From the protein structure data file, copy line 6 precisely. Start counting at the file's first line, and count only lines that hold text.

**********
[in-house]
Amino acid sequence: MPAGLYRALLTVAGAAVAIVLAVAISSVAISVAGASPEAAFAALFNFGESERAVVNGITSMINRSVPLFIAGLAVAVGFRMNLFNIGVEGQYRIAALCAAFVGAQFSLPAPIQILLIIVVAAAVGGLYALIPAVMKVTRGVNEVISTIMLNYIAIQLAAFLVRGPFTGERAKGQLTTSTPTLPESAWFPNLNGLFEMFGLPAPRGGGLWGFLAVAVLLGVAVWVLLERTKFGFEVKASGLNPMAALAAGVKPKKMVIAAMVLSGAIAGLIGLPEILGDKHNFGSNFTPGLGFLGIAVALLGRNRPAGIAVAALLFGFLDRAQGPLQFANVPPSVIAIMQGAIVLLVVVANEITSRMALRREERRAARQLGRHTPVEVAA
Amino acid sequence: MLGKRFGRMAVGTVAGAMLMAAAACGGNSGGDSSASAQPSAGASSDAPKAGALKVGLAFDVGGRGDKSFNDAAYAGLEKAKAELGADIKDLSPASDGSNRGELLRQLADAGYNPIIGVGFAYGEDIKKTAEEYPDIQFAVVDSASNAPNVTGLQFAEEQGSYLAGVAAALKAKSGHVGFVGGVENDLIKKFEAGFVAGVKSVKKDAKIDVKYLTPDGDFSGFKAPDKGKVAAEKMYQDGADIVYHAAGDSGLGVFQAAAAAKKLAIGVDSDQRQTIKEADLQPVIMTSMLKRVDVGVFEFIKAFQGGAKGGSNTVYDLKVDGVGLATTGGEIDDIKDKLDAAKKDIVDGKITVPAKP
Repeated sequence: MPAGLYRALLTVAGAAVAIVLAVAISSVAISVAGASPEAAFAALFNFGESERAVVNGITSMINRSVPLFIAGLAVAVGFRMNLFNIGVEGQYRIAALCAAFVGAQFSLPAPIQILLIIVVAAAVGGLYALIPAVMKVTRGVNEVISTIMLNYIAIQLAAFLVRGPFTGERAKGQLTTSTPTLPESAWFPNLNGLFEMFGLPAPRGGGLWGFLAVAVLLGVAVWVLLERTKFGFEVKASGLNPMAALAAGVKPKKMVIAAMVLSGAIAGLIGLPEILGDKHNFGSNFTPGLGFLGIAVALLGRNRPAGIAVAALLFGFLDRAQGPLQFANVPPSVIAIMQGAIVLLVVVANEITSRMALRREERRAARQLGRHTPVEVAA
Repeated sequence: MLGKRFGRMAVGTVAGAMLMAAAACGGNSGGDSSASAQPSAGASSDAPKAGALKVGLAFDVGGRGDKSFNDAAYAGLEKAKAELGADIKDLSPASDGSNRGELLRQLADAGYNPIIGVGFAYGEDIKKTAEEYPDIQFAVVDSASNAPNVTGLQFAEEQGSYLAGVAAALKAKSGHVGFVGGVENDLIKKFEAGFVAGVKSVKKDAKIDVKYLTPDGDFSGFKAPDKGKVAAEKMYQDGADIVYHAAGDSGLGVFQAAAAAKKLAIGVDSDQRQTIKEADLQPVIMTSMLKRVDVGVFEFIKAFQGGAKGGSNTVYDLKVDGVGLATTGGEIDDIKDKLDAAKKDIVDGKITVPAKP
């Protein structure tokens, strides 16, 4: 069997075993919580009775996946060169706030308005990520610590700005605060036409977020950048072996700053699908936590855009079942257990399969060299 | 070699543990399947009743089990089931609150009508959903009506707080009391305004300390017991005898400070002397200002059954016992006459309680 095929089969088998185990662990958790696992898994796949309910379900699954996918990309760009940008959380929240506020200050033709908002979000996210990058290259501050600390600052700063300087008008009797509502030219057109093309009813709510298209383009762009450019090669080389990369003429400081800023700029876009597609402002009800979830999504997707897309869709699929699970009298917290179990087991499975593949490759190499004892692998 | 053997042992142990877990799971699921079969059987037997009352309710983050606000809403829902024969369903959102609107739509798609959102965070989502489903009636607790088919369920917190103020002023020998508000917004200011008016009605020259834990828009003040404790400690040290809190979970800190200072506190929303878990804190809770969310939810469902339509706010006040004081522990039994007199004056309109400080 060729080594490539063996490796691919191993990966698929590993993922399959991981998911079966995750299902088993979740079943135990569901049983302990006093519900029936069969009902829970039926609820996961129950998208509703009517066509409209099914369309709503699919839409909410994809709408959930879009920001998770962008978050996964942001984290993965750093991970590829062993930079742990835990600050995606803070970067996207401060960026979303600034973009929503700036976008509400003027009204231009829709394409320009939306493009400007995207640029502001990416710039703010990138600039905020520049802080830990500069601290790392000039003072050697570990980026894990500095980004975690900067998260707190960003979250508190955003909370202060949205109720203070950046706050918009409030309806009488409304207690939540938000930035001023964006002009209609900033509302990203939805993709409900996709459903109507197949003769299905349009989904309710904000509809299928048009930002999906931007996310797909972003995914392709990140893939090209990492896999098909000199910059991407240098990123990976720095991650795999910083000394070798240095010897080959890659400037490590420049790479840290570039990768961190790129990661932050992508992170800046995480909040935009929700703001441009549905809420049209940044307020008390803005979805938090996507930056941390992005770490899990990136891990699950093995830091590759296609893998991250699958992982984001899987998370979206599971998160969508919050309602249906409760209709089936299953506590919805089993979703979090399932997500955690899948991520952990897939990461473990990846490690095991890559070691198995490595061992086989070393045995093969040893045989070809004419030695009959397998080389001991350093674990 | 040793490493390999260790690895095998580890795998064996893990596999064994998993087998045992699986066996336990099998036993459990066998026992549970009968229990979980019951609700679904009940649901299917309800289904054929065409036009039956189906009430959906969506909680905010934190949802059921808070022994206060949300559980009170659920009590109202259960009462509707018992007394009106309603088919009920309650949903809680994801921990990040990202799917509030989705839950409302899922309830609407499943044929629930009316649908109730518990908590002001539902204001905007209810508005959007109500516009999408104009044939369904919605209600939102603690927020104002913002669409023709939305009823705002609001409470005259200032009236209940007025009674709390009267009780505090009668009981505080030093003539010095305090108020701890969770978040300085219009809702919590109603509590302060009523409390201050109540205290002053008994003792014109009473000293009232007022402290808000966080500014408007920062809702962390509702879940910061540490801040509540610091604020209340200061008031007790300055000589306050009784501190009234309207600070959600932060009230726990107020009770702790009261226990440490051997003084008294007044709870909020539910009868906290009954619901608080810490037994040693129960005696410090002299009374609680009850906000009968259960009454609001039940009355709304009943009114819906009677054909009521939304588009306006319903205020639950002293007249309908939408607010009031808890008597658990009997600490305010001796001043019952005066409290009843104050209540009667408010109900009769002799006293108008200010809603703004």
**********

């Protein structure tokens, strides 16, 4: 069997075993919580009775996946060169706030308005990520610590700005605060036409977020950048072996700053699908936590855009079942257990399969060299 | 070699543990399947009743089990089931609150009508959903009506707080009391305004300390017991005898400070002397200002059954016992006459309680 095929089969088998185990662990958790696992898994796949309910379900699954996918990309760009940008959380929240506020200050033709908002979000996210990058290259501050600390600052700063300087008008009797509502030219057109093309009813709510298209383009762009450019090669080389990369003429400081800023700029876009597609402002009800979830999504997707897309869709699929699970009298917290179990087991499975593949490759190499004892692998 | 053997042992142990877990799971699921079969059987037997009352309710983050606000809403829902024969369903959102609107739509798609959102965070989502489903009636607790088919369920917190103020002023020998508000917004200011008016009605020259834990828009003040404790400690040290809190979970800190200072506190929303878990804190809770969310939810469902339509706010006040004081522990039994007199004056309109400080 060729080594490539063996490796691919191993990966698929590993993922399959991981998911079966995750299902088993979740079943135990569901049983302990006093519900029936069969009902829970039926609820996961129950998208509703009517066509409209099914369309709503699919839409909410994809709408959930879009920001998770962008978050996964942001984290993965750093991970590829062993930079742990835990600050995606803070970067996207401060960026979303600034973009929503700036976008509400003027009204231009829709394409320009939306493009400007995207640029502001990416710039703010990138600039905020520049802080830990500069601290790392000039003072050697570990980026894990500095980004975690900067998260707190960003979250508190955003909370202060949205109720203070950046706050918009409030309806009488409304207690939540938000930035001023964006002009209609900033509302990203939805993709409900996709459903109507197949003769299905349009989904309710904000509809299928048009930002999906931007996310797909972003995914392709990140893939090209990492896999098909000199910059991407240098990123990976720095991650795999910083000394070798240095010897080959890659400037490590420049790479840290570039990768961190790129990661932050992508992170800046995480909040935009929700703001441009549905809420049209940044307020008390803005979805938090996507930056941390992005770490899990990136891990699950093995830091590759296609893998991250699958992982984001899987998370979206599971998160969508919050309602249906409760209709089936299953506590919805089993979703979090399932997500955690899948991520952990897939990461473990990846490690095991890559070691198995490595061992086989070393045995093969040893045989070809004419030695009959397998080389001991350093674990 | 040793490493390999260790690895095998580890795998064996893990596999064994998993087998045992699986066996336990099998036993459990066998026992549970009968229990979980019951609700679904009940649901299917309800289904054929065409036009039956189906009430959906969506909680905010934190949802059921808070022994206060949300559980009170659920009590109202259960009462509707018992007394009106309603088919009920309650949903809680994801921990990040990202799917509030989705839950409302899922309830609407499943044929629930009316649908109730518990908590002001539902204001905007209810508005959007109500516009999408104009044939369904919605209600939102603690927020104002913002669409023709939305009823705002609001409470005259200032009236209940007025009674709390009267009780505090009668009981505080030093003539010095305090108020701890969770978040300085219009809702919590109603509590302060009523409390201050109540205290002053008994003792014109009473000293009232007022402290808000966080500014408007920062809702962390509702879940910061540490801040509540610091604020209340200061008031007790300055000589306050009784501190009234309207600070959600932060009230726990107020009770702790009261226990440490051997003084008294007044709870909020539910009868906290009954619901608080810490037994040693129960005696410090002299009374609680009850906000009968259960009454609001039940009355709304009943009114819906009677054909009521939304588009306006319903205020639950002293007249309908939408607010009031808890008597658990009997600490305010001796001043019952005066409290009843104050209540009667408010109900009769002799006293108008200010809603703004």